Hypofractionated high-energy proton-beam irradiation is an alternative treatment for WHO grade I meningiomas2017Inngår i: Acta Neurochirurgica, ISSN 0001-6268, E-ISSN 0942-0940, Vol. 159, nr 12, s. 2391-2400Artikkel i tidsskrift (Fagfellevurdert)
    Abstract [en]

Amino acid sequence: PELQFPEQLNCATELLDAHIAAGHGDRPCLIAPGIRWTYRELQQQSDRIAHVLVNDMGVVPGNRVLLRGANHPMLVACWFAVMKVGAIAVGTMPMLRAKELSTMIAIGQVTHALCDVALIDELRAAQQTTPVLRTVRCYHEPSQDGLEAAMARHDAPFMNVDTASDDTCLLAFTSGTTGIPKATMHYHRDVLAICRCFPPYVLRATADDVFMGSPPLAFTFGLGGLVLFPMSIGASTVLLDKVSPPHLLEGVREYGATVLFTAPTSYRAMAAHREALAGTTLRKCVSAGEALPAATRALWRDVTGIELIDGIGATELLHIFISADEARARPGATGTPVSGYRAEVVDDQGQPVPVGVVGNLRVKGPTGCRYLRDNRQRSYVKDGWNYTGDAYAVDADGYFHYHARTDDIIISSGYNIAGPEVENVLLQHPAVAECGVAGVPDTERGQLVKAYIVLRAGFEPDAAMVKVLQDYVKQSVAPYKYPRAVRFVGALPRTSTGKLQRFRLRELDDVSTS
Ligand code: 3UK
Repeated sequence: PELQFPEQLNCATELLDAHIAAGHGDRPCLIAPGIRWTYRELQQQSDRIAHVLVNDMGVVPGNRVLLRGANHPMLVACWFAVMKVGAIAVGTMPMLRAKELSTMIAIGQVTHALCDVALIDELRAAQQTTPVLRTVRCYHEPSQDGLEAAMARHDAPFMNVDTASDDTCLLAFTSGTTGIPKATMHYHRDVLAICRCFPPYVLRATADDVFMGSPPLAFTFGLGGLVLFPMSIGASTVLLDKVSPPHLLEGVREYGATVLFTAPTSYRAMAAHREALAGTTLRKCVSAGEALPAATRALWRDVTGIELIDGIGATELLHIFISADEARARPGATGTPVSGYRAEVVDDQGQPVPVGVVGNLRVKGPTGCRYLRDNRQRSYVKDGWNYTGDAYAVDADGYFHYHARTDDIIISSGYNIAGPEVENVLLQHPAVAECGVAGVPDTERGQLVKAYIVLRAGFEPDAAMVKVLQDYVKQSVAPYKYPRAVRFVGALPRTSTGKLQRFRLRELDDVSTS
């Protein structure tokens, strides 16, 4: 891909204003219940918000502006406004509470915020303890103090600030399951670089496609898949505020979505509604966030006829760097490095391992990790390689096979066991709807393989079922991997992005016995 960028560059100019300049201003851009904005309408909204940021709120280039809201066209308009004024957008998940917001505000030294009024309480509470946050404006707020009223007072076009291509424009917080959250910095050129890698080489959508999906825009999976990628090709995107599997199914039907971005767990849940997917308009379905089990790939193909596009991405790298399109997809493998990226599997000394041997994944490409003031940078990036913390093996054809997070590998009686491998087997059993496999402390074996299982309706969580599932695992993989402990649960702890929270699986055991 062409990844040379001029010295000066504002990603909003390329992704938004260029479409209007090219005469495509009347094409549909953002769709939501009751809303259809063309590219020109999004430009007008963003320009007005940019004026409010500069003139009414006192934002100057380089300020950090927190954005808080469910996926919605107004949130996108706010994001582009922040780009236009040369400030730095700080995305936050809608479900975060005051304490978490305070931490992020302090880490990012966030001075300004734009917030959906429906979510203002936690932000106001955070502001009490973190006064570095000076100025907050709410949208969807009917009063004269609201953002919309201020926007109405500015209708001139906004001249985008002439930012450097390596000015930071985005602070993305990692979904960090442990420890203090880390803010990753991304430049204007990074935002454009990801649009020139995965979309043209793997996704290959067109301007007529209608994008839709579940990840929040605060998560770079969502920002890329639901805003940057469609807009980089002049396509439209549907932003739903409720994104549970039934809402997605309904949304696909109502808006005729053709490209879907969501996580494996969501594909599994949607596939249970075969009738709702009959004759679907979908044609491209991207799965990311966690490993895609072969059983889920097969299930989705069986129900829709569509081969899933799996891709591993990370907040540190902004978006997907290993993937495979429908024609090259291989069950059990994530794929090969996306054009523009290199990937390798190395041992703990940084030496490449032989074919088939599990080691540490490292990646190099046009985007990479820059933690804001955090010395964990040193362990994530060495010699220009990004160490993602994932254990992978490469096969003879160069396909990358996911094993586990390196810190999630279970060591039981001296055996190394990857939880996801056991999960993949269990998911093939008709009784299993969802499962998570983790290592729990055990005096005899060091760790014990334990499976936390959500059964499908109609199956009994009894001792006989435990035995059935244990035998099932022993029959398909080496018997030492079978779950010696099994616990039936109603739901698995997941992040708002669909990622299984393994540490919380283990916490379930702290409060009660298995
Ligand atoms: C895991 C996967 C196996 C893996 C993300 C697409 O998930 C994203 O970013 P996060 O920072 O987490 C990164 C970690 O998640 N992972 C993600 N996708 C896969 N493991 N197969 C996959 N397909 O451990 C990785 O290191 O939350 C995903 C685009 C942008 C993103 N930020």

Radiation treatment is commonly employed in the treatment of meningiomas. The aim of this study was to evaluate the effectiveness and safety of hypofractionated high-energy proton therapy as adjuvant or primary treatment for WHO grade I meningiomas. A total of 170 patients who received irradiation with protons for grade I meningiomas between 1994 and 2007 were included in the study. The majority of the tumours were located at the skull base (n = 155). Eighty-four patients were treated post subtotal resection, 42 at tumour relapse and 44 with upfront radiotherapy after diagnosis based on the typical radiological image. Irradiation was given in a hypofractionated fashion (3-8 fractions, usually 5 or 6 Gy) with a mean dose of 21.9 Gy (range, 14-46 Gy). All patients were planned for follow-up with clinical controls and magnetic resonance imaging scans at 6 months and 1, 2, 3, 5, 7 and 10 years after treatment. The median follow-up time was 84 months. Age, gender, tumour location, Simpson resection grade and target volume were assessed as possible prognostic factors for post-irradiation tumour progression and radiation related complications. The actuarial 5- and 10-year progression-free survival rates were 93% and 85% respectively. Overall mortality rate was 13.5%, while disease-specific mortality was 1.7% (3/170 patients). Older patients and patients with tumours located in the middle cranial fossa had a lower risk for tumour progression. Radiation-related complications were seen in 16 patients (9.4%), with pituitary insufficiency being the most common. Tumour location in the anterior cranial fossa was the only factor that significantly increased the risk of complications. Hypofractionated proton-beam radiation therapy may be used particularly in the treatment of larger World Health Organisation grade I meningiomas not amenable to total surgical resection. Treatment is associated with high rates of long-term tumour growth control and acceptable risk for complications.